The WWII ambulance drivers who went on to found the AFS, paving the way for foreign exchange programs everywhere
It all begins somewhere. Some spark of divinity arrives even if you didn’t realize you were searching for it. I have always been a seeker — always a storyteller. I’m fascinated by other cultures and the universal passions that connect us as human beings.
For most of my early life my storytelling was conveyed through acting. After graduation from New York University (NYU), I spent nearly a decade trying to get work, but jobs were few and far between. My acting career was going nowhere and I was miserable. It was the year 2000 and my husband and I were planning a vacation to Kenya. Unbeknownst to me, everything was about to change.
Shortly before we left I had breakfast with my friend Kathryn, who told me about a fascinating panel she had seen at The New York Theater Workshop. The panel was comprised of a group of performance artists from all over the world who were making a difference through the expression of their art. She was particularly struck by a woman from Kenya named Anne Wanjugu. Anne had started a performing arts orphanage in Nairobi as a means to rehabilitate street children. On learning of my trip, Kathryn asked me to visit the orphanage and to make a donation on her behalf. She pressed into my hands a pamphlet Anne had given her with an address on it.
Months later I stood before the threshold of the orphanage. When the doors creaked open it was completely silent. How can this be, I thought. One hundred and fifty children live here!
I could feel the sun envelope me like a warm embrace. In an instant Anne Wanjugu appeared and it was as if I was standing in the presence of an angel. Our meeting and her work with the children profoundly moved me. I was so inspired by what I had witnessed. I wanted to help raise funds to support Anne’s efforts so I created a short video.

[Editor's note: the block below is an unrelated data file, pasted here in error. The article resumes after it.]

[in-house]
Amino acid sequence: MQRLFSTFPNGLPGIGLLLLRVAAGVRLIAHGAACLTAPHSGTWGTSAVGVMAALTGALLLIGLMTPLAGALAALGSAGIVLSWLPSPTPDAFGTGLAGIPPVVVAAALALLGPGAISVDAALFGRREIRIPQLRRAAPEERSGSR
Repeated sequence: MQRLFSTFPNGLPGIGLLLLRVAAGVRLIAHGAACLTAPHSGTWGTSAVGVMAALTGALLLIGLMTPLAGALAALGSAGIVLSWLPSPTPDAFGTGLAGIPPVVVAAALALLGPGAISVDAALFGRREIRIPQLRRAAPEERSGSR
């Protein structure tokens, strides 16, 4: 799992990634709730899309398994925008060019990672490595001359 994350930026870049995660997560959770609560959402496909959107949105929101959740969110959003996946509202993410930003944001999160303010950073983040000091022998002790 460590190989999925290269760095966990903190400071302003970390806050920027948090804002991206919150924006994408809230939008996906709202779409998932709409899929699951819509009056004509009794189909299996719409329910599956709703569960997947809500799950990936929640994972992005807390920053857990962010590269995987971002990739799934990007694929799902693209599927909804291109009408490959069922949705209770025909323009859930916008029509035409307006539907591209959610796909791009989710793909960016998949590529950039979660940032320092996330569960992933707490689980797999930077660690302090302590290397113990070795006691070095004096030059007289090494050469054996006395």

Back home, I shared this video with as many people as I could think of. Equally touched and impacted by what they saw, they all donated money and encouraged the making of a documentary. The message was clear — this was a story that needed to be told.
I had done some directing while I was an acting student at NYU, but not much. YIKES!! I needed advice and fast! My husband suggested I contact Ward Chamberlin, a television pioneer he knew through business connections.
Ward Chamberlin is also a lawyer. During World War II he was a volunteer ambulance driver for American Field Service (AFS), which he later helped transform into the first high school foreign exchange program. In addition, he helped draft The Marshall Plan, and is credited with being a cofounder of both PBS and NPR. While at PBS, he discovered Ken Burns, the renowned American director and producer of documentary films.
My husband and I headed to a meeting at Ward’s PBS office. With trembling hands, I pushed in my VHS tape of the children in Kenya performing and pressed play. You could hear a pin drop. But the uncomfortable silence was interrupted upon recognizing a tear falling from his eyes. Ward stood up with authority, and this highly accomplished man of big ideas put his arm around me and said, “Go get this story!”
He advised me that gone were the days when an unknown director could walk into PBS and get funding.
However, he suggested I take my passion and surround myself with the best film team I could find. Encouraged and undeterred by the realities of the new landscape, I set out to get my story. A beautiful serendipity larger than I could possibly have known in that moment was at play.